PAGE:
Purgatory; print after the lower part of the painting by Peter Paul Rubens 'St Teresa of Avila interceding for Bernardino de Mendoza' by Cornelis Galle I

Cornelis Galle I

Purgatory; print after the lower part of the painting by Peter Paul Rubens 'St Teresa of Avila interceding for Bernardino de Mendoza', 1610–50, Engraving, 91 x 128 mm, Rijksmuseum, Amsterdam, RP-P-OB-6609, Courtesy Rijksmuseum, Amsterdam

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Doing Time (after Death)

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The several naked men and women in this engraving are depicted as immersed in a fire that ‘will test what sort of work each one has done’, as Paul puts it in 1 Corinthians 3:13.

The lapping flames become confused with the women’s long locks of hair, creating the impression of an indeterminate multitude. Still, each figure has distinctive facial features, indicating that it corresponds to a different individual’s soul. Rather than suffering from the flames, the souls seem to pine for Heaven, represented in the print by the monogram IHS (‘Jesus, Saviour of Mankind’) surrounded by a burst of rays. Two winged children on either side point at the monogram, while simultaneously extending a hand to hoist a soul out of Purgatory and up into Jesus’s presence in Heaven. The souls are literally saved ‘through fire’ (1 Corinthians 3:15).

Flemish engraver Cornelis Galle (1576–1650) envisioned this print after a detail from an altarpiece painted by Peter Paul Rubens between 1630 and 1633, which depicts St Teresa interceding for the souls in Purgatory. The altarpiece, which was originally destined for the church of the Discalced Carmelites in Antwerp and is now in the Koninklijk Museum voor Schone Kunsten, Antwerp (inv. no. 299), was designed to act as a powerful reminder of the ability of certain saints to channel the prayers of the devout and help the ascent of souls from Purgatory into Heaven.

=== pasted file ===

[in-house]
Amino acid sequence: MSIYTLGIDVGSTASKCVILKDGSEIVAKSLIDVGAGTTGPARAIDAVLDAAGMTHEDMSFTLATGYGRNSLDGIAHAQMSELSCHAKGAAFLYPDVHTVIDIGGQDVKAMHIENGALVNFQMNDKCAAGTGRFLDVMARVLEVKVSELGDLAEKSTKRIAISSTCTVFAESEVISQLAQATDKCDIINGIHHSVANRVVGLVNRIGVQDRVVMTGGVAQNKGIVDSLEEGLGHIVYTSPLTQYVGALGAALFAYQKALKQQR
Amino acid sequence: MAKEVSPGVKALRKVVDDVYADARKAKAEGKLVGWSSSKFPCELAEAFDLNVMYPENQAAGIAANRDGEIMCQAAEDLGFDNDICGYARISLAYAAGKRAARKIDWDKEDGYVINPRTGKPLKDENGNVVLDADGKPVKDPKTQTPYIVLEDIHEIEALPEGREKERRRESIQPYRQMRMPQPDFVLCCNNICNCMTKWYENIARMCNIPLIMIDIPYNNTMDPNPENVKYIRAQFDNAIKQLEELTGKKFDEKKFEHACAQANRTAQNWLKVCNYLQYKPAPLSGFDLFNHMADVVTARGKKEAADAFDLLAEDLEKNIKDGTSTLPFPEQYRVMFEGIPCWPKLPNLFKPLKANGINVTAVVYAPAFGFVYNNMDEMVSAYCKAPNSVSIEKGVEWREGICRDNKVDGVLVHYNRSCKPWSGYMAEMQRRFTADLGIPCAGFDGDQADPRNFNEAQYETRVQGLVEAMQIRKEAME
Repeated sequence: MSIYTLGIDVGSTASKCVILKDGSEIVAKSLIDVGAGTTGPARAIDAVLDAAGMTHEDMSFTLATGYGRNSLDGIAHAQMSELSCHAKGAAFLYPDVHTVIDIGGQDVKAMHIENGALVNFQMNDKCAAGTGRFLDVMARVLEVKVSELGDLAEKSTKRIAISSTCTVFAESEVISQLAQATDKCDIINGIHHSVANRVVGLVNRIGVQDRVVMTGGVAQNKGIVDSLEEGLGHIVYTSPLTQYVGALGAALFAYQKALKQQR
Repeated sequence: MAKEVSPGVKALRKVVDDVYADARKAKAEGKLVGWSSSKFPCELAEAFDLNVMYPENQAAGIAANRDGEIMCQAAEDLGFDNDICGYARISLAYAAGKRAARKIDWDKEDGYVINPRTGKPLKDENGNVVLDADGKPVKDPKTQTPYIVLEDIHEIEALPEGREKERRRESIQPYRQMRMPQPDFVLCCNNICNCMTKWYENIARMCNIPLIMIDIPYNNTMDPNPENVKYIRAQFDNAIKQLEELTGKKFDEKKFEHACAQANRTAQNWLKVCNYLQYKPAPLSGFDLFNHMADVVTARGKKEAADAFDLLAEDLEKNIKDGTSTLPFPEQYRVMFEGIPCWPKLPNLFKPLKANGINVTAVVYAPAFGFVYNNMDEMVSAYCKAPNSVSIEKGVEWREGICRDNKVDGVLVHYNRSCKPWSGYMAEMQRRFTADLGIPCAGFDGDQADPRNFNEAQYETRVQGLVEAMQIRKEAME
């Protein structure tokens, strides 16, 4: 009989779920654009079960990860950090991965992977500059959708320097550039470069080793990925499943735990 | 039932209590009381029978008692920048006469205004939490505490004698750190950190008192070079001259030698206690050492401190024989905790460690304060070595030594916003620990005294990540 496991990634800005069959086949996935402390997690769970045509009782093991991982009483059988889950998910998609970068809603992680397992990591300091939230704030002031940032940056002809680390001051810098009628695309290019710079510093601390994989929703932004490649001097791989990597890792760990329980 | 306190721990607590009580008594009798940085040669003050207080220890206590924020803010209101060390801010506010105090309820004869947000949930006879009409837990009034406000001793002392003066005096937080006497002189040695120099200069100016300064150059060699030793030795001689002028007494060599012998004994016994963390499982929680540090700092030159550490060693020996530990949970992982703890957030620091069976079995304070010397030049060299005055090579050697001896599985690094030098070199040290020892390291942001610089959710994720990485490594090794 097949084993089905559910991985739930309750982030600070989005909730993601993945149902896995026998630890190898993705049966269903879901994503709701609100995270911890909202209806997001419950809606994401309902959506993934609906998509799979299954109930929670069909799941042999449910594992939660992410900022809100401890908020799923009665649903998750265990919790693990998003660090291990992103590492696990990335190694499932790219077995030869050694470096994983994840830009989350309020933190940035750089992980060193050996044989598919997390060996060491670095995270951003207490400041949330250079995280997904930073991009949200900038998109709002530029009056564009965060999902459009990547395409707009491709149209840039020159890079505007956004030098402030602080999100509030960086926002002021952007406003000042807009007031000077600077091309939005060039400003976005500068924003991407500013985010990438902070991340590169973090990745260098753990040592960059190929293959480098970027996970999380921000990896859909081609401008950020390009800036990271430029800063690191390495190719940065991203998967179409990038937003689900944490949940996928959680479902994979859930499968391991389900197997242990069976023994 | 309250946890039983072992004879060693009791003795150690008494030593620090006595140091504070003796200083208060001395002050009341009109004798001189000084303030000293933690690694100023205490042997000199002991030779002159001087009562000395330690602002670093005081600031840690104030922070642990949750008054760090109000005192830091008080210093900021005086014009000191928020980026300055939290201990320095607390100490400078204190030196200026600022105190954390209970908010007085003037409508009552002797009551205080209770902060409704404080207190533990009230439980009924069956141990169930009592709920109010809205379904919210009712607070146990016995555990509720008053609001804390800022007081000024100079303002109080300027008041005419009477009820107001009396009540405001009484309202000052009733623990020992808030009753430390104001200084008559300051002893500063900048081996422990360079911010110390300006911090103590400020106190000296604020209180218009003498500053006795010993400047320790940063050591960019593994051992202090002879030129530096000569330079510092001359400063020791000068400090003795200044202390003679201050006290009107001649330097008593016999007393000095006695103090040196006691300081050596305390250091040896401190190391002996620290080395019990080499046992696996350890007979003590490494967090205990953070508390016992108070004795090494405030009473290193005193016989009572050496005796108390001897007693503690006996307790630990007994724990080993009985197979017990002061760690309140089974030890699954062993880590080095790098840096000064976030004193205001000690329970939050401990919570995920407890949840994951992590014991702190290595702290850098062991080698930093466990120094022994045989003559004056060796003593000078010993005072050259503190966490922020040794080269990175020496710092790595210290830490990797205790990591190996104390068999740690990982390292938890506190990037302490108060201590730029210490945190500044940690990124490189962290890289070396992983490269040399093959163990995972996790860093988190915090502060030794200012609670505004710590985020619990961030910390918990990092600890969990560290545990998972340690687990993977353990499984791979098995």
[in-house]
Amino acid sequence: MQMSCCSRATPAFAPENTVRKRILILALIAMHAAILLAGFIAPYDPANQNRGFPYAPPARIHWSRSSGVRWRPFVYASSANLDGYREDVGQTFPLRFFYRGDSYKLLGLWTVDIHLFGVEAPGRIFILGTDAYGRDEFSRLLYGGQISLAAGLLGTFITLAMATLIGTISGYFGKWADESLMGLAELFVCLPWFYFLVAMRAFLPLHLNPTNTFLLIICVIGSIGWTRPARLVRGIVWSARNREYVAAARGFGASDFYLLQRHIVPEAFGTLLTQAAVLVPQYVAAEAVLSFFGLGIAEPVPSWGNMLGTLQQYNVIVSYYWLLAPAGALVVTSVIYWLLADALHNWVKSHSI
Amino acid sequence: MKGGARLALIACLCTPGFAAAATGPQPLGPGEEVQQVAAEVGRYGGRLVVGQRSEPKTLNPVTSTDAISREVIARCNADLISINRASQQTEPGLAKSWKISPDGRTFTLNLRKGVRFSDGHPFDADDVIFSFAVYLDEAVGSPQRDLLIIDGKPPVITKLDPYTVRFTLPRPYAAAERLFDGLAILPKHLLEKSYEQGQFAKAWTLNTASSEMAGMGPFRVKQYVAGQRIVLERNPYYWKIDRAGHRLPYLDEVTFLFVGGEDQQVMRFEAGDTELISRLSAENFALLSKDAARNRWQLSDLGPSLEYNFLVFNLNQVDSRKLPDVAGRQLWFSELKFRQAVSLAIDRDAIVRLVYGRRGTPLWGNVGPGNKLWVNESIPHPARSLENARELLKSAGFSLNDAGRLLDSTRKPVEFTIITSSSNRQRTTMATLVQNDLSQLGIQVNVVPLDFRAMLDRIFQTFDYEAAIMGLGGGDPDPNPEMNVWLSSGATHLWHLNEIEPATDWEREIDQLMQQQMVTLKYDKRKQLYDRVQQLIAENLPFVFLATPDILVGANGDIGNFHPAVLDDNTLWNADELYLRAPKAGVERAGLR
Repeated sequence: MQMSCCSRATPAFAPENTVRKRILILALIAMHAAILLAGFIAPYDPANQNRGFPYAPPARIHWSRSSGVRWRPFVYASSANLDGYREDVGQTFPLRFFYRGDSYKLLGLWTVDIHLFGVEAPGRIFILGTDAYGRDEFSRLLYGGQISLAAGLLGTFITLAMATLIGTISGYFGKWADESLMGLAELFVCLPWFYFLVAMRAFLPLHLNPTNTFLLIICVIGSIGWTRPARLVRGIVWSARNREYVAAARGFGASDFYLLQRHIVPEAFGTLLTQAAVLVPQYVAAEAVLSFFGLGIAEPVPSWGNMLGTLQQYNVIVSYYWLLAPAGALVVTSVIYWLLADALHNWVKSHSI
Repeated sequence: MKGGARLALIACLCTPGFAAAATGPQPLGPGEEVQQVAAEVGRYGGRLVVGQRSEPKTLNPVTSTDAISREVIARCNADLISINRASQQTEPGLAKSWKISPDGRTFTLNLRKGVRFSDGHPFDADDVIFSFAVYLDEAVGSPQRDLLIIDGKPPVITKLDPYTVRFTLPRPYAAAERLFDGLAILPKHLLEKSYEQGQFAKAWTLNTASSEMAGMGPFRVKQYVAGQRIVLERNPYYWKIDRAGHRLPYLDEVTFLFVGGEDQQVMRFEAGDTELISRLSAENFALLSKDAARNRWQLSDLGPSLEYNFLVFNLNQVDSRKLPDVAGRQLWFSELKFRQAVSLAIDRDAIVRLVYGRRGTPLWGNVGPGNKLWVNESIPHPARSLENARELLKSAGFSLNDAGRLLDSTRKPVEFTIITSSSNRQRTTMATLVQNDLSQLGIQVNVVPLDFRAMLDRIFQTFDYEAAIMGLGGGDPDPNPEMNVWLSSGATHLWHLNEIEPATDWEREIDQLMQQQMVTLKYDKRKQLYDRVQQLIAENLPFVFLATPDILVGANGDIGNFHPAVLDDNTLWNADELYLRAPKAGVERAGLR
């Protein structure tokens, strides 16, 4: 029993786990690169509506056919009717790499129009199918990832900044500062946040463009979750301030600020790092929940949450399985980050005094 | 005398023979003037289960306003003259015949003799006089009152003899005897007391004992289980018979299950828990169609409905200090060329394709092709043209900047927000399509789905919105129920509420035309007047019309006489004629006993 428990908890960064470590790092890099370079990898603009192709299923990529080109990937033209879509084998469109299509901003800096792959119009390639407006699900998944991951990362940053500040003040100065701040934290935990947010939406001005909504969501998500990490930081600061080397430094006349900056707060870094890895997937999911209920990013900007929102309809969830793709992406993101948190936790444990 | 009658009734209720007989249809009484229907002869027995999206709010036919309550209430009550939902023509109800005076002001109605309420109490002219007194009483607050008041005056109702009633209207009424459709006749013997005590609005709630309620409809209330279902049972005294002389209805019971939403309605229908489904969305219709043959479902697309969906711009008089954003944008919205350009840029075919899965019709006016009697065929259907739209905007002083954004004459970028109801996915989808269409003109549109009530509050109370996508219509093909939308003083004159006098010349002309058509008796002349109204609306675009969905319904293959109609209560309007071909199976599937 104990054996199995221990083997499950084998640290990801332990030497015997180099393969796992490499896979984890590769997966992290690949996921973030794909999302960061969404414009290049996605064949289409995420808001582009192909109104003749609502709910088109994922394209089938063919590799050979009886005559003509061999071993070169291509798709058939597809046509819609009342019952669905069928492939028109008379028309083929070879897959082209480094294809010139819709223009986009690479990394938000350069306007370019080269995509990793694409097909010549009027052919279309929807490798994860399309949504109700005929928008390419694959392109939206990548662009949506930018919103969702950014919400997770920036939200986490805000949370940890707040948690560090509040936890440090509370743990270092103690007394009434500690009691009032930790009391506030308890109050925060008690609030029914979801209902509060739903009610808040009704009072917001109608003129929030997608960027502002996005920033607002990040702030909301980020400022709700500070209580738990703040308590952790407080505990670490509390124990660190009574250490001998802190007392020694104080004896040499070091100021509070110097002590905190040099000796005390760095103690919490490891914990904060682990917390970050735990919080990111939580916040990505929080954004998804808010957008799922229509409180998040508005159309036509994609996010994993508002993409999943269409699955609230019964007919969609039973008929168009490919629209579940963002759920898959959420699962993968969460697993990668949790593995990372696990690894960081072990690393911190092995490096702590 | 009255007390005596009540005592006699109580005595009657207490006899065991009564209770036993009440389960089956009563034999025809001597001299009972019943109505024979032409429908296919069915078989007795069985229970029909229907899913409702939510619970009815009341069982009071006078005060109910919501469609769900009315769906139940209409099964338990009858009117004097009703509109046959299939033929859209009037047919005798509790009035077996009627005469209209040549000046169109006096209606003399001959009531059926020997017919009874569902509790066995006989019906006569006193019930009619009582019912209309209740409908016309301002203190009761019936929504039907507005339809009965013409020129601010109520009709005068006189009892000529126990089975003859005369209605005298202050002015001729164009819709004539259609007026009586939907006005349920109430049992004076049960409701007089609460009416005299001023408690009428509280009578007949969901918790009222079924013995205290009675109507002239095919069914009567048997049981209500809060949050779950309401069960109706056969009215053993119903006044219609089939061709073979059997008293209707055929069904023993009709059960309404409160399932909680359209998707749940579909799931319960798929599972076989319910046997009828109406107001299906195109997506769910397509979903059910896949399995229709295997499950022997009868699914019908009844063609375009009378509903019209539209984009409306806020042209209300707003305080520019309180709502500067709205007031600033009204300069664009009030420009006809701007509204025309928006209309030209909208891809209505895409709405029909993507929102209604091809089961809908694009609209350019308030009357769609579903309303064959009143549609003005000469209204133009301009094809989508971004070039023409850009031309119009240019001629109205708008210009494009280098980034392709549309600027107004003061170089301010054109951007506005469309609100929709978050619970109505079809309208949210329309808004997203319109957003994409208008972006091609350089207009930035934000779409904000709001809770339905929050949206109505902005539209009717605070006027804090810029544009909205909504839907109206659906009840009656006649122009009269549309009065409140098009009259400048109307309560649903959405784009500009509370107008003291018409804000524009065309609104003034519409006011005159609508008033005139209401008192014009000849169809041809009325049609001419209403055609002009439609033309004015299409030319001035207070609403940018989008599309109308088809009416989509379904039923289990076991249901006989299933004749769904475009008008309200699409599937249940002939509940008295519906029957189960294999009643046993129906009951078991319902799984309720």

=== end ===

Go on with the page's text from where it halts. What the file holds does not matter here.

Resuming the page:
Galle adapted the image by cropping out the figures of Christ and St Teresa and focusing only on the lower section with the souls in Purgatory. On the bottom he added a Latin inscription taken from Job 19:21, which in this context reads as if it were addressed to the viewer by a soul in Purgatory: Miseremini mei, miseremini mei, saltem vos amici mei, ‘Have mercy on me, have mercy on me, at least you, my friends’. This was an image designed to elicit compassion, prayer, and good deeds from those who saw it.

 

References

Voorhelm Schneevoogt, C. G. 1873. Catalogue des estampes gravées d'après P. P. Rubens (Haarlem: Les héritiers Loosjes)


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